A mathematical problem or series of equations is ill-conditioned if a small change in the independent variable (input) leads to a large change in the dependent variable (output). This can lead to computational problems. For example, if a system of equations is ill-conditioned, the solution exists, but it if very difficult to find.
Condition Numbers and Ill Conditioning
To make the concept of ill-conditioning concrete we can look at the condition number of a function. A function is simply the relationship between variables. It’s a way to map from one set of data (the input, or independent variable) to another (the output, or dependent variable). For the relationship to be considered a function, every bit of input data gets exactly one output.
Imagine your function graphed, with the independent variable on one axis and the dependent variable on the other. The condition number tells us how steep the slope of a function is at its steepest point.
We can’t always calculate the condition number directly, but it can be defined relatively simply. The condition number is the ratio of the change in output for a change in input in the ‘worst-case’– that is to say, at the point when the change in output is largest per given change in input.
If a function is differentiable and in just one variable, the condition number can be calculated from the derivative and is given by (xf’)/f. So the condition number of ex will be x, and can be as large as the range of x. The condition number of ln(x) for every point x is 1/ln(x).
A function with a small condition number is well-conditioned, and a function with a large condition number is ill-conditioned. There isn’t a simple definition of what counts as ‘small’ and ‘large’, although in matrix algebra too large is if log(c) ≳ he precision of matrix entries. Additionally, systems with infinite condition numbers are singular.
All the condition number tells us is how much precision or accuracy is lost (by arithmetic methods) when we calculate values based on the function. If a function has condition number x, the loss of accuracy is bounded by approximately log10x.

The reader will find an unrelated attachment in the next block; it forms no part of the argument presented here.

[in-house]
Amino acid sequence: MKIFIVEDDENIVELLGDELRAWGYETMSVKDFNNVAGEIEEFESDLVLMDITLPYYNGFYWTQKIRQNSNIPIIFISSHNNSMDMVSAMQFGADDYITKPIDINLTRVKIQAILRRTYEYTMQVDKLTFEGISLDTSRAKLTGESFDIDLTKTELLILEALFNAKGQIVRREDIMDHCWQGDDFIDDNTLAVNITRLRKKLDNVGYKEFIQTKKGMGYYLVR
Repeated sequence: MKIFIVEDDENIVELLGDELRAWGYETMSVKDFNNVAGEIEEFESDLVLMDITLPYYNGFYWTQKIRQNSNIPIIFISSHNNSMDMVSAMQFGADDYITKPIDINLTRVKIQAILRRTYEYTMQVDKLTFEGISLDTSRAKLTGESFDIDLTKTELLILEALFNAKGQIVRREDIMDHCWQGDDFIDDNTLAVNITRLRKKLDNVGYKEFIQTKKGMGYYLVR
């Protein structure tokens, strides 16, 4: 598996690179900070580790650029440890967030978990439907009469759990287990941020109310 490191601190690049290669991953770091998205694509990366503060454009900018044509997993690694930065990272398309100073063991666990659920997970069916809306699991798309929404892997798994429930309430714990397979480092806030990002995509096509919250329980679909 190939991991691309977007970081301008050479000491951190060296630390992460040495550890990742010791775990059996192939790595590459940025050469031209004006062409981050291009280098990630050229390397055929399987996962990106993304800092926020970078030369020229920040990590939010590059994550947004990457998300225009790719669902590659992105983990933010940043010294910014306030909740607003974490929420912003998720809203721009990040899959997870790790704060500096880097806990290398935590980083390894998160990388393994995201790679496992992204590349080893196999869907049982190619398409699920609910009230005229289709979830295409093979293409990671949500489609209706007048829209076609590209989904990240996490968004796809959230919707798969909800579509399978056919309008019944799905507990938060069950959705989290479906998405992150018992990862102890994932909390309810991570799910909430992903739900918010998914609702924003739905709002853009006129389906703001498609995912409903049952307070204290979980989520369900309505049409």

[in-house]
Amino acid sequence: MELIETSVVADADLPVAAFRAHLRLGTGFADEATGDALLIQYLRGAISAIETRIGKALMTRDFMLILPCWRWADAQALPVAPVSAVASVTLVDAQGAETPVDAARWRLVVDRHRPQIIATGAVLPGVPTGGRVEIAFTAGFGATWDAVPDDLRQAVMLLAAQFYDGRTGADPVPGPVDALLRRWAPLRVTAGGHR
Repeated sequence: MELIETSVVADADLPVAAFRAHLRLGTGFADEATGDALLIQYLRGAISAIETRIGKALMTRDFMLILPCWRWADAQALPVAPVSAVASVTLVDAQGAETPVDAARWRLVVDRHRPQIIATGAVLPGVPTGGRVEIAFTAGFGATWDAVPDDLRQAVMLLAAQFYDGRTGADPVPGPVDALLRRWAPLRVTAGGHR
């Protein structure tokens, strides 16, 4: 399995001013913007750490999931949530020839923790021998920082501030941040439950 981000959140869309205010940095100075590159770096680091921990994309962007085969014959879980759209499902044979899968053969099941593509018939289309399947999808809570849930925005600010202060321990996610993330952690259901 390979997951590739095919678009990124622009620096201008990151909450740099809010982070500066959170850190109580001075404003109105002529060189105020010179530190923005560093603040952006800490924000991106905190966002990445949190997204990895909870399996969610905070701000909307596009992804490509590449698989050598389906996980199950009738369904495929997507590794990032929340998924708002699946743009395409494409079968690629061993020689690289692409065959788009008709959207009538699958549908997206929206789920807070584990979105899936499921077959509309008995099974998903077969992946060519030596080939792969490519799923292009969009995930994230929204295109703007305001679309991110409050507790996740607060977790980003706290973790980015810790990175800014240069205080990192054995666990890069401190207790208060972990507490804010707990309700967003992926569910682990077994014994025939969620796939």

If the loss of accuracy represented by the condition number is high enough to mess up calculations, a problem is ill-conditioned. This might be the point at which you lose so many significant digits your problem is no longer worth doing.
Examples of Ill-Conditioned Problems
One example of an ill-conditioned function is a high-order polynomial like f(x)= (x-1)(x-2)…(x-20)= x20-210x19+…+20!. This polynomial is called the Wilkinson Polynomial, after Wilkinson who studied it in 1959. On first glance it looks simple, and it is easy to solve. But it’s still ill conditioned. We can see this best by expanding the polynomial, or multiplying out all twenty terms.
Multiplied out, Wilkinson’s polynomial becomes
f(x)= x20 – 210x19 + 20,615x18 – 1,256,850x17 + 53,327,946x16 – 1,672,280,820x15 + 40,171,771,630x14 – 756,111,184,500x13 + 11,310,276,995,381x12 – 135,585,182,899,530x11 + 1,307,535,010,540,395x10 – 10,142,299,865,511,450x9 + 63,030,812,099,294,896x8 – 311,333,643,161,390,640x7 + 1,206,647,803,780,373,360x6 – 3,599,979,517,947,607,200x5 + 8,037,811,822,645,051,776x4 – 12,870,931,245,150,988,800x3 + 13,803,759,753,640,704,000x2 – 8,752,948,036,761,600,000x1 + 2,432,902,008,176,640,000 = 0.
In the above expansion, the coefficient of x19 is 210. If we change this coefficient by a very small amount– say, 2-23, or 0.00000000000000000000002– the value of the polynomial f(20) will change by a very large amount. Evaluated at 20, it was 0. With the tiny change in our x19 coefficient– a change that is much smaller than any significant figures we’d have been using in our measurements— it’ll become -6.25 x 1017, or -625000000000000000.
So Wilkinson’s polynomial is ill-conditioned. The condition number has actually been calculated out to be around 5.1 x 1013.
Other forms of Condition Numbers
The condition number is found in many places including computational science, matrix algebra, and calculus. The definitions for the different condition numbers are very situation specific. For example, a common form of a condition number is found in matrix algebra, where it describes a matrix associated with a system of linear equations. In this case, the coefficient matrix describes the condition number. On the other hand, the condition number for roots based on a derivative is defined by the equation 1/f'(x0. According to Gentle (2010), this “must be used with care, because — used incorrectly — it can be misleading; This particular definition describes Wilkinson’s polynomial as well-conditioned, which is clearly not the case.
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